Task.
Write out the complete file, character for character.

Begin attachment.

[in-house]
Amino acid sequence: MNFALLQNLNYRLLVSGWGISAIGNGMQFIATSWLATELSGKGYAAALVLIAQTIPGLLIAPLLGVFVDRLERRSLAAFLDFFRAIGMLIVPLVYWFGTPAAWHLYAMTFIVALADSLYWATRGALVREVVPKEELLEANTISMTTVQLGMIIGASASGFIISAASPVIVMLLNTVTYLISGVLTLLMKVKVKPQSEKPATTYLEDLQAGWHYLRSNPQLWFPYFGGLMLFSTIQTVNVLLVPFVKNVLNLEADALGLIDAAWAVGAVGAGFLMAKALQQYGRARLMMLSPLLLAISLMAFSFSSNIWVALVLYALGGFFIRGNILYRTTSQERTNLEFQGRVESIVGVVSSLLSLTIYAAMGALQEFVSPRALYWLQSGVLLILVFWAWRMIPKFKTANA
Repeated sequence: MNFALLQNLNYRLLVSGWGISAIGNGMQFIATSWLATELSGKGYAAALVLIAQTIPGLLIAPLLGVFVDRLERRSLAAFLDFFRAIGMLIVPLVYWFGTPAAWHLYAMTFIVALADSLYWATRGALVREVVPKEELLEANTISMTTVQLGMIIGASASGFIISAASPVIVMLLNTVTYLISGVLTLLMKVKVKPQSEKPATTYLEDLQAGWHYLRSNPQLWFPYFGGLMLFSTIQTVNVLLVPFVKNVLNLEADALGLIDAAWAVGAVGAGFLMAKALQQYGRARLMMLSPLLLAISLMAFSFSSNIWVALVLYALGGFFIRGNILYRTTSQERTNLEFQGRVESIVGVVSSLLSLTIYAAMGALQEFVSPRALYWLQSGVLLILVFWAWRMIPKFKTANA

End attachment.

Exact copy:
[in-house]
Amino acid sequence: MNFALLQNLNYRLLVSGWGISAIGNGMQFIATSWLATELSGKGYAAALVLIAQTIPGLLIAPLLGVFVDRLERRSLAAFLDFFRAIGMLIVPLVYWFGTPAAWHLYAMTFIVALADSLYWATRGALVREVVPKEELLEANTISMTTVQLGMIIGASASGFIISAASPVIVMLLNTVTYLISGVLTLLMKVKVKPQSEKPATTYLEDLQAGWHYLRSNPQLWFPYFGGLMLFSTIQTVNVLLVPFVKNVLNLEADALGLIDAAWAVGAVGAGFLMAKALQQYGRARLMMLSPLLLAISLMAFSFSSNIWVALVLYALGGFFIRGNILYRTTSQERTNLEFQGRVESIVGVVSSLLSLTIYAAMGALQEFVSPRALYWLQSGVLLILVFWAWRMIPKFKTANA
Repeated sequence: MNFALLQNLNYRLLVSGWGISAIGNGMQFIATSWLATELSGKGYAAALVLIAQTIPGLLIAPLLGVFVDRLERRSLAAFLDFFRAIGMLIVPLVYWFGTPAAWHLYAMTFIVALADSLYWATRGALVREVVPKEELLEANTISMTTVQLGMIIGASASGFIISAASPVIVMLLNTVTYLISGVLTLLMKVKVKPQSEKPATTYLEDLQAGWHYLRSNPQLWFPYFGGLMLFSTIQTVNVLLVPFVKNVLNLEADALGLIDAAWAVGAVGAGFLMAKALQQYGRARLMMLSPLLLAISLMAFSFSSNIWVALVLYALGGFFIRGNILYRTTSQERTNLEFQGRVESIVGVVSSLLSLTIYAAMGALQEFVSPRALYWLQSGVLLILVFWAWRMIPKFKTANA